At the start of the year, the U.S. office and industrial markets posted differing fundamentals tracks. The office market vacancy recovery stalled, though the market held relatively stable, while industrial continued its record-setting pace. Vacancies ended the first quarter at 15% in the office market, and a record-low 3.9% in industrial.

Industrial Fundamentals

Construction is moving in opposite directions for the two property types. For office, construction activity has slowed. There is 121.9 million square feet currently underway, which is down 25% from this cycle’s peak of 164 million square feet, seen in Q3 2020. The New York metro area has by far the largest amount of ongoing construction, at 26.9 million square feet, followed by the San Francisco Bay Area with 9.1 million square feet and Washington D.C. with 8.5 million square feet.

A total of 96.9 million square feet of industrial space was built during the first three months of the year, and a record 581.1 million square feet were under construction at the close of the quarter. This is nearly 60% above the total underway this time one-year ago. The Dallas-Fort Worth industrial market is the most active, evidenced by the 7.3 million square feet delivered and the 72.0 million square feet under construction.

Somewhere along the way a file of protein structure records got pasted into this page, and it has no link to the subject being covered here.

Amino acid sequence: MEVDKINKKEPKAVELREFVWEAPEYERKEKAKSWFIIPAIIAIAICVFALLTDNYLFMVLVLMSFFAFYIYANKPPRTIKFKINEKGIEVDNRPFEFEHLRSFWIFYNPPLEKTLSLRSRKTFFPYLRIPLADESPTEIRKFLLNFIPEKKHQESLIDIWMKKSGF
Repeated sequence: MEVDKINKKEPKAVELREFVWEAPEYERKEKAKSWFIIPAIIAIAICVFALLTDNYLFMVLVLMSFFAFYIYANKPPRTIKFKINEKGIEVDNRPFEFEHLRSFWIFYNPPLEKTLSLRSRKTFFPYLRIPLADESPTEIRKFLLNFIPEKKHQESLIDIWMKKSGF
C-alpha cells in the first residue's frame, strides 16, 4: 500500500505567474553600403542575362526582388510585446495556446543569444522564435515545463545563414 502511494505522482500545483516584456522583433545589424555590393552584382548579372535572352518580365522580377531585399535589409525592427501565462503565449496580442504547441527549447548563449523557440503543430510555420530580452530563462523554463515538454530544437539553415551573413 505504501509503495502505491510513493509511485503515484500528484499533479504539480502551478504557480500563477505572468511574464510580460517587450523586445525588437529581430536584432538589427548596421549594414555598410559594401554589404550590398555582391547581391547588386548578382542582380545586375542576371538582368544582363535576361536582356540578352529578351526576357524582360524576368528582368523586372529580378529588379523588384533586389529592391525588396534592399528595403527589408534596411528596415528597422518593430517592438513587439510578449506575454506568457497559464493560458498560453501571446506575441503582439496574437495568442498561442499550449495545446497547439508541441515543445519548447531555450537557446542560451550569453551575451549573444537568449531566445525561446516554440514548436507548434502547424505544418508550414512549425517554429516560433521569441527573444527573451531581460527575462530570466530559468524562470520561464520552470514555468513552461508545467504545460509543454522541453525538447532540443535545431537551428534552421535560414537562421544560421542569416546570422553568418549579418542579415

Rents continue to hold in the office market while they are rising in industrial. Vacancies across CBD and suburban markets have converged, and sublease space increased in the quarter. However, more companies are returning their office staff to work, signaling a rebound in physical occupancy and tenant activity. Industrial is facing supply chain issues, but strong fundamentals performance continues to pull in a record pace of investment capital.

CBD and Suburban Vacancies Have Converged

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